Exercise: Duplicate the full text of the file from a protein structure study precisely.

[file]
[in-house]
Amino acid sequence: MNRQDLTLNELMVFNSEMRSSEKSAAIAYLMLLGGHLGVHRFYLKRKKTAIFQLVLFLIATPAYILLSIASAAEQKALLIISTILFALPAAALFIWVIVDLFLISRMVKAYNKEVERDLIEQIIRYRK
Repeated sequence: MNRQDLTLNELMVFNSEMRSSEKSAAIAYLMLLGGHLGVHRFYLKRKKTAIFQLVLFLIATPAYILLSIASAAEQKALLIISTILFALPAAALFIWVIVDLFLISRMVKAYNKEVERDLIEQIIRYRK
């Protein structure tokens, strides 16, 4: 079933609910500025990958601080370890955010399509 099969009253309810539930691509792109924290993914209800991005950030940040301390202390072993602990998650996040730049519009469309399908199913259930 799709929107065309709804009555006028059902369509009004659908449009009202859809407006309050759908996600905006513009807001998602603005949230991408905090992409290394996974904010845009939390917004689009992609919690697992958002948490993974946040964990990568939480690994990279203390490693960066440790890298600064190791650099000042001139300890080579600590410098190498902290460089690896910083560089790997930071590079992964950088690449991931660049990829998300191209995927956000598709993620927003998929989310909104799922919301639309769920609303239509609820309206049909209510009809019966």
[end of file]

[in-house]
Amino acid sequence: MNRQDLTLNELMVFNSEMRSSEKSAAIAYLMLLGGHLGVHRFYLKRKKTAIFQLVLFLIATPAYILLSIASAAEQKALLIISTILFALPAAALFIWVIVDLFLISRMVKAYNKEVERDLIEQIIRYRK
Repeated sequence: MNRQDLTLNELMVFNSEMRSSEKSAAIAYLMLLGGHLGVHRFYLKRKKTAIFQLVLFLIATPAYILLSIASAAEQKALLIISTILFALPAAALFIWVIVDLFLISRMVKAYNKEVERDLIEQIIRYRK
């Protein structure tokens, strides 16, 4: 079933609910500025990958601080370890955010399509 099969009253309810539930691509792109924290993914209800991005950030940040301390202390072993602990998650996040730049519009469309399908199913259930 799709929107065309709804009555006028059902369509009004659908449009009202859809407006309050759908996600905006513009807001998602603005949230991408905090992409290394996974904010845009939390917004689009992609919690697992958002948490993974946040964990990568939480690994990279203390490693960066440790890298600064190791650099000042001139300890080579600590410098190498902290460089690896910083560089790997930071590079992964950088690449991931660049990829998300191209995927956000598709993620927003998929989310909104799922919301639309769920609303239509609820309206049909209510009809019966």